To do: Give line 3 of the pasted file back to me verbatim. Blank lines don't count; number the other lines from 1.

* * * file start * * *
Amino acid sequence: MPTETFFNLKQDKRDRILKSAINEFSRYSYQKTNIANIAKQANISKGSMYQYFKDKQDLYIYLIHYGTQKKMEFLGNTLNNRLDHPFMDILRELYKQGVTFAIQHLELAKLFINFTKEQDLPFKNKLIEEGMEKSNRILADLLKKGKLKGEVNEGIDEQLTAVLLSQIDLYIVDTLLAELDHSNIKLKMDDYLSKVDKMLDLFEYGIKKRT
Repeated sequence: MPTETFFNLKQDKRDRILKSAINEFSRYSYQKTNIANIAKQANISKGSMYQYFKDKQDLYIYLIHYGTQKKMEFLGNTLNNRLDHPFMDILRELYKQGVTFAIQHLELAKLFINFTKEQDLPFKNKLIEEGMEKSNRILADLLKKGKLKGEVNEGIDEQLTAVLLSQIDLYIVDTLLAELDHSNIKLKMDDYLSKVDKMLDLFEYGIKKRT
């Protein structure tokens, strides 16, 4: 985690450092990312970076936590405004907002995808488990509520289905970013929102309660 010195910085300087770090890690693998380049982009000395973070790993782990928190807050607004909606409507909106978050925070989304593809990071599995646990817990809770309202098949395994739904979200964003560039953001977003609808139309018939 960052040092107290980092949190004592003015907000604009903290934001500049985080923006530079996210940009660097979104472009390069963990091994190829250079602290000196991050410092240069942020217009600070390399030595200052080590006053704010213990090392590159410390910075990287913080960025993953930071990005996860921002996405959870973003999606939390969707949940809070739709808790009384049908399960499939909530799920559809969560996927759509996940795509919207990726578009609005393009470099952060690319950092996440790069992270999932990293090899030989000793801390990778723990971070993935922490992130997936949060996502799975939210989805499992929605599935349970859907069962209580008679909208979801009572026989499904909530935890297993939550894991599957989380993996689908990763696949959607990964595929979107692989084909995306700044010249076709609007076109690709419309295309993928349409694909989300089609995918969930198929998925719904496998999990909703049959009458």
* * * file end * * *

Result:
């Protein structure tokens, strides 16, 4: 985690450092990312970076936590405004907002995808488990509520289905970013929102309660 010195910085300087770090890690693998380049982009000395973070790993782990928190807050607004909606409507909106978050925070989304593809990071599995646990817990809770309202098949395994739904979200964003560039953001977003609808139309018939 960052040092107290980092949190004592003015907000604009903290934001500049985080923006530079996210940009660097979104472009390069963990091994190829250079602290000196991050410092240069942020217009600070390399030595200052080590006053704010213990090392590159410390910075990287913080960025993953930071990005996860921002996405959870973003999606939390969707949940809070739709808790009384049908399960499939909530799920559809969560996927759509996940795509919207990726578009609005393009470099952060690319950092996440790069992270999932990293090899030989000793801390990778723990971070993935922490992130997936949060996502799975939210989805499992929605599935349970859907069962209580008679909208979801009572026989499904909530935890297993939550894991599957989380993996689908990763696949959607990964595929979107692989084909995306700044010249076709609007076109690709419309295309993928349409694909989300089609995918969930198929998925719904496998999990909703049959009458």